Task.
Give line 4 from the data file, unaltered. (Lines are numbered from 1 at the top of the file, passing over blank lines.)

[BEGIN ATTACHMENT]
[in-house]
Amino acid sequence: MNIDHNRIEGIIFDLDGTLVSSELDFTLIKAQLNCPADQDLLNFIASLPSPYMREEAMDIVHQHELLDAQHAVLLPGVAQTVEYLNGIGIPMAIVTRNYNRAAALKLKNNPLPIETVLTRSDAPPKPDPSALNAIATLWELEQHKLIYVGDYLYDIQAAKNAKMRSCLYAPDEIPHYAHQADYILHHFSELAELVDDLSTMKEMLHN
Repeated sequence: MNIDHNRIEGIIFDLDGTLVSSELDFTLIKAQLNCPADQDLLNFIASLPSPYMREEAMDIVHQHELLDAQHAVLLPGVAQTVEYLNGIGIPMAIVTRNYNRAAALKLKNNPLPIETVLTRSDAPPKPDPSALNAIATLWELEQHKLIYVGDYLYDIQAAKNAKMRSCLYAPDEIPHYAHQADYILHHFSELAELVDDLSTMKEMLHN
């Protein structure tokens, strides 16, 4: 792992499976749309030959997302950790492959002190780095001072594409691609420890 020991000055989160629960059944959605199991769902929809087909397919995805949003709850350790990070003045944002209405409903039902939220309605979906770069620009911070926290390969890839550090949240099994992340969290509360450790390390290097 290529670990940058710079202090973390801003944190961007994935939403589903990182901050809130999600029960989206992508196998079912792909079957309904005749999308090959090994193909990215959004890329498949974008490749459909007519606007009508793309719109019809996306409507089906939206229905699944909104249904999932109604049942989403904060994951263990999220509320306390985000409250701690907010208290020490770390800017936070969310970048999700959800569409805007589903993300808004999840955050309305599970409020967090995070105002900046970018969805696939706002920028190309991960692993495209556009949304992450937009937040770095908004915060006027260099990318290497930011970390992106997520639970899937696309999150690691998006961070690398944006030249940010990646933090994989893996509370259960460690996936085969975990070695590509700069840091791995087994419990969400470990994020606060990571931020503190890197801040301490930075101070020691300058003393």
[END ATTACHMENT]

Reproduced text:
């Protein structure tokens, strides 16, 4: 792992499976749309030959997302950790492959002190780095001072594409691609420890 020991000055989160629960059944959605199991769902929809087909397919995805949003709850350790990070003045944002209405409903039902939220309605979906770069620009911070926290390969890839550090949240099994992340969290509360450790390390290097 290529670990940058710079202090973390801003944190961007994935939403589903990182901050809130999600029960989206992508196998079912792909079957309904005749999308090959090994193909990215959004890329498949974008490749459909007519606007009508793309719109019809996306409507089906939206229905699944909104249904999932109604049942989403904060994951263990999220509320306390985000409250701690907010208290020490770390800017936070969310970048999700959800569409805007589903993300808004999840955050309305599970409020967090995070105002900046970018969805696939706002920028190309991960692993495209556009949304992450937009937040770095908004915060006027260099990318290497930011970390992106997520639970899937696309999150690691998006961070690398944006030249940010990646933090994989893996509370259960460690996936085969975990070695590509700069840091791995087994419990969400470990994020606060990571931020503190890197801040301490930075101070020691300058003393």